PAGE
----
President Biden signs law preventing freight train strike

WASHINGTON — A nationwide freight railroad strike has officially been averted.

President Joe Biden signed legislation Friday to prevent a strike he says would cripple the economy and put millions of Americans out of work ahead of the holidays.

“We spared the country this catastrophe,” Biden said during a signing ceremony at the White House. “I know it was a tough vote for members of both parties. It was tough for me. But it was the right thing to do at this time.”

At Biden’s urging, Congress voted earlier this week to intervene in a labor dispute between railroad unions and operators of the country’s freight railroads. Lawmakers voted to pass a tentative deal the White House brokered in September between union leaders and railroad operators despite opposition from some rank-and-file workers.

Four of the 12 unions representing railway workers rejected the deal, paving the way for a work stoppage that would have started on December 9. The unions wanted more than the paid sick day provided for in the agreement.

Some union leaders have criticized the government’s decision to intervene, accusing many elected officials of turning their backs on workers.

“While we are disappointed, we are not defeated,” the AFL-CIO’s Greg Regan and Shari Semelsberger said in a joint statement. “We are going to move this fight forward, whether through legislation, executive action or bringing the railroads back to the bargaining table.”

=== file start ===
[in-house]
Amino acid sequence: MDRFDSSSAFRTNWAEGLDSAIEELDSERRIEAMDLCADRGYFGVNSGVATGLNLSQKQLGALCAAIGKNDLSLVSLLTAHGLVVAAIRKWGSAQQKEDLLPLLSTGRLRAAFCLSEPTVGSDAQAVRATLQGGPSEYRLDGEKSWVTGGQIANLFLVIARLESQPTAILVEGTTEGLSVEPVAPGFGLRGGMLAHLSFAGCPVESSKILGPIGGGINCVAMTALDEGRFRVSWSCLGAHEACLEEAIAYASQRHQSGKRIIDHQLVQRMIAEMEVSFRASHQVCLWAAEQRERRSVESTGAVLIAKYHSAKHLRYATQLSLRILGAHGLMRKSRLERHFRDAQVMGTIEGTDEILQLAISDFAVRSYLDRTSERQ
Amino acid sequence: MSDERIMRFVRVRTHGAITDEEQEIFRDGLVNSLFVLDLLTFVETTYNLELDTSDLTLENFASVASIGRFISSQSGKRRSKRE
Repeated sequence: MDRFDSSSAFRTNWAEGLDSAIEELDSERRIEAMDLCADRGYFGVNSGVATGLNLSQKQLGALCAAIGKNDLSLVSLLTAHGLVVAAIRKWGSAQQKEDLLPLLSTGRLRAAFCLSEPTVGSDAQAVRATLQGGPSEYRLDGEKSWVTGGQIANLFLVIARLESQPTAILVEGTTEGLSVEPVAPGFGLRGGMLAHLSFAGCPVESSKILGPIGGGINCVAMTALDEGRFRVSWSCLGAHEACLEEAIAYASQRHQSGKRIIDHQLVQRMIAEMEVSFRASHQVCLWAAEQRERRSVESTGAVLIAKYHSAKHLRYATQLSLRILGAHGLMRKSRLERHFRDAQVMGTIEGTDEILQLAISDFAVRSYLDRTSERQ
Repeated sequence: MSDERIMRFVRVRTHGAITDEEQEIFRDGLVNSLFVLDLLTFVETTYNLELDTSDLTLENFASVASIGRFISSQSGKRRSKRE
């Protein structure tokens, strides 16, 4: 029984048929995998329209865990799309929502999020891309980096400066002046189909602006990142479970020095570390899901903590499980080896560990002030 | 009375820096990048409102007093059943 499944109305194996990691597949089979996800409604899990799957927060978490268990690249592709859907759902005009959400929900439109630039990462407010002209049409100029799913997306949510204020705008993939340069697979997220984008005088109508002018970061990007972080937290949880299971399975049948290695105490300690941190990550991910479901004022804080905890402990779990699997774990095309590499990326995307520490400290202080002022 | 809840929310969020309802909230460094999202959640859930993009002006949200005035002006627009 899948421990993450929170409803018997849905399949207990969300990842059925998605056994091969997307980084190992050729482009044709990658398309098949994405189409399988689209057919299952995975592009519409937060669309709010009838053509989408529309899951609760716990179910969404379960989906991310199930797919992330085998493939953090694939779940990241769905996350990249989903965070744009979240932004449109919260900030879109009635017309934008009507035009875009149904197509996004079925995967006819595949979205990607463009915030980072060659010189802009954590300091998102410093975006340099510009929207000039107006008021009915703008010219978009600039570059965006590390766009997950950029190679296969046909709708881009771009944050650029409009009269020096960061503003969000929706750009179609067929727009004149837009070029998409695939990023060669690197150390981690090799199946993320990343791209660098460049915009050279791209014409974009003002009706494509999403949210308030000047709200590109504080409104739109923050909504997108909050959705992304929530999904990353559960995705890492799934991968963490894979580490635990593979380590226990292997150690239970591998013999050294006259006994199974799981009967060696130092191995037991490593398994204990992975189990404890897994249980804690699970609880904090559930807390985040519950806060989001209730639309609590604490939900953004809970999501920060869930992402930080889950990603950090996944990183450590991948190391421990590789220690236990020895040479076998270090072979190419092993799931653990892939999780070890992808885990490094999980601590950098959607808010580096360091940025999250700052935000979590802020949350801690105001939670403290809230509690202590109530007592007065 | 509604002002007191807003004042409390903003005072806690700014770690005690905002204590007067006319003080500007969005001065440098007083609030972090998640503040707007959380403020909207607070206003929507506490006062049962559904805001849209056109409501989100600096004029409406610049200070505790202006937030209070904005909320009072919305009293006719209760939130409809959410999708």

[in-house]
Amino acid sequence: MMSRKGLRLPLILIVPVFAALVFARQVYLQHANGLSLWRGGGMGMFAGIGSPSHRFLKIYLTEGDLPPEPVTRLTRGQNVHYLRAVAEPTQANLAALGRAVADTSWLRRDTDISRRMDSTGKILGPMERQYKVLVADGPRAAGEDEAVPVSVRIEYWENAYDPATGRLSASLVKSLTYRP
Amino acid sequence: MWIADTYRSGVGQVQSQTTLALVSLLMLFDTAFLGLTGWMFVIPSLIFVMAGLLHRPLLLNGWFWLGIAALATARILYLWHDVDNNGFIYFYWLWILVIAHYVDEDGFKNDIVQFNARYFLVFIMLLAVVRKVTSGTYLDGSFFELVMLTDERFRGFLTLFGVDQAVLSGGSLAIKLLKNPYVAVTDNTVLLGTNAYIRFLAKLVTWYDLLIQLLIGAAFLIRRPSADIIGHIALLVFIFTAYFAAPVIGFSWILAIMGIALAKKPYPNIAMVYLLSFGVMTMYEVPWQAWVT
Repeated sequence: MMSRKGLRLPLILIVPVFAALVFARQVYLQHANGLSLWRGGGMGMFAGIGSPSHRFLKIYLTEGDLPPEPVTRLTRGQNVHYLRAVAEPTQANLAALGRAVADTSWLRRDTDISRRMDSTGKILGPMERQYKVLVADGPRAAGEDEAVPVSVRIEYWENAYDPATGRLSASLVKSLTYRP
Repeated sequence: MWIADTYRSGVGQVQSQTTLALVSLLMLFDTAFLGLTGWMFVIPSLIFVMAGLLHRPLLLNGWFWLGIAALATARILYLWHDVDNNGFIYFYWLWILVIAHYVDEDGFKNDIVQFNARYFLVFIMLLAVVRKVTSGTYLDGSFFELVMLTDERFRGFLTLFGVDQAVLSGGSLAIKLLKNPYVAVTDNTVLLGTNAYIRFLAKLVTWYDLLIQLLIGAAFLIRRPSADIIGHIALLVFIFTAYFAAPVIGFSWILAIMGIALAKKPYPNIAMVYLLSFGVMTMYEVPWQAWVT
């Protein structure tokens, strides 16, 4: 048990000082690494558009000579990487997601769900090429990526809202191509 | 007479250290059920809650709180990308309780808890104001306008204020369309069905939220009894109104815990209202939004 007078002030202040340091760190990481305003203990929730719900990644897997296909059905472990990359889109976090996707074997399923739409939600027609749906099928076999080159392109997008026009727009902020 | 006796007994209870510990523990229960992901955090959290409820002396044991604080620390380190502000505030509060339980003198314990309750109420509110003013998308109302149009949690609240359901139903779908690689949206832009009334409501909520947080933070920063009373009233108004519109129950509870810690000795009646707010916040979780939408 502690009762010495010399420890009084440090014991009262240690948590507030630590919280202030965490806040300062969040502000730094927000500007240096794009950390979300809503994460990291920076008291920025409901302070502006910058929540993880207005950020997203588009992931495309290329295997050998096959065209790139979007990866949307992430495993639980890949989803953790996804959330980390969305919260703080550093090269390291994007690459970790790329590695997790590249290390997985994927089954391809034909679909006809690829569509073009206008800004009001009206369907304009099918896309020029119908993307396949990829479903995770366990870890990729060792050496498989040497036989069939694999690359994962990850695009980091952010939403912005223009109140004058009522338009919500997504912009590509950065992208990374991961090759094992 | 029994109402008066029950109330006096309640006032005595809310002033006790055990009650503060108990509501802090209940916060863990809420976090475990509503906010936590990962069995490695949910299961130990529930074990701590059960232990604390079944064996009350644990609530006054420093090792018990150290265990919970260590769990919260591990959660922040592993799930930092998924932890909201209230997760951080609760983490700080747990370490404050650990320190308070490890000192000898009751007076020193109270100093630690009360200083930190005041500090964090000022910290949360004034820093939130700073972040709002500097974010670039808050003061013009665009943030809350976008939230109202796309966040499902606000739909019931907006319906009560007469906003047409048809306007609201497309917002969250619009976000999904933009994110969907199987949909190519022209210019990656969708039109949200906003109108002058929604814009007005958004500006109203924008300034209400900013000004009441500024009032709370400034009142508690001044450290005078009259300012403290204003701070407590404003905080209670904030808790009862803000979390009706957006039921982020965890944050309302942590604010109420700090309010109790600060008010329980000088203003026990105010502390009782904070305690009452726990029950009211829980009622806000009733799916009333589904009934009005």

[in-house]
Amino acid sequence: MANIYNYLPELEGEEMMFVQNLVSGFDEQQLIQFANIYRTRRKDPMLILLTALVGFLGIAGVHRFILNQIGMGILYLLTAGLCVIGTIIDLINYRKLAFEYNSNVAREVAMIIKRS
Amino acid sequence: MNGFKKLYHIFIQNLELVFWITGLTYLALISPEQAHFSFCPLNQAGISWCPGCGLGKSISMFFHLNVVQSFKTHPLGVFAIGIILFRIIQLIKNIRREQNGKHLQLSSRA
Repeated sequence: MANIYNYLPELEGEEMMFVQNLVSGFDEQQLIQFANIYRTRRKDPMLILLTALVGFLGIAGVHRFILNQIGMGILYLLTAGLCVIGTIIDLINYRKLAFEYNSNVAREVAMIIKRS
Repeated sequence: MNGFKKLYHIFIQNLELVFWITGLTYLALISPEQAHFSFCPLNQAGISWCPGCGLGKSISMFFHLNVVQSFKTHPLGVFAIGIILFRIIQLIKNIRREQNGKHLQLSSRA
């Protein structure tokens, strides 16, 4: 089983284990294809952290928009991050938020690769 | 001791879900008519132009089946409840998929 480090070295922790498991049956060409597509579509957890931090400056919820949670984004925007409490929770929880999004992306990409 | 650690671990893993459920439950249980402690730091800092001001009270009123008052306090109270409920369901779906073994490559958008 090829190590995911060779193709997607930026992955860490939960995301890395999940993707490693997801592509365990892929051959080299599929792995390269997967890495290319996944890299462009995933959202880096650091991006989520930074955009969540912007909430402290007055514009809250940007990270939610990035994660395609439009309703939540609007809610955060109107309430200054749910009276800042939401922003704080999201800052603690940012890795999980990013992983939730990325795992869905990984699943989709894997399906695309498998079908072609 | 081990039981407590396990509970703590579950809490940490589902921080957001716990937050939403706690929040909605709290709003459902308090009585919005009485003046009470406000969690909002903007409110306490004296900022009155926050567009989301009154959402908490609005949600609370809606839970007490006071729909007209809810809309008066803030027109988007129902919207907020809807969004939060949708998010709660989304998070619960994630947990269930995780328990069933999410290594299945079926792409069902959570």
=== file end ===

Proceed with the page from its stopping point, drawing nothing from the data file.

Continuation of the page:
Biden, promising he would pursue expanded sick leave for all American workers, said “this fight is not over. … I will continue this fight until we succeed.

The lawmakers’ decision to pass the deal marked the first time in 30 years that Congress has stepped in to stop a strike.

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The deal Biden signed includes a 24% pay raise over five years, $5,000 bonuses, voluntary days off, but only one paid sick day.

An additional measure passed in the House would have provided railroad workers with seven paid sick days. The Senate rejected additional paid sick leave over demands by Progressives who said the railroads could afford to treat their workers better.

Biden, a union supporter, had warned that a railroad strike would cost the economy about $2 billion a day and claim 765,000 jobs in the first two weeks of a strike.

Michael Collins covers the White House. Follow him on Twitter @mcollinsNEWS.

President Biden signs law preventing freight train strike

USA Today

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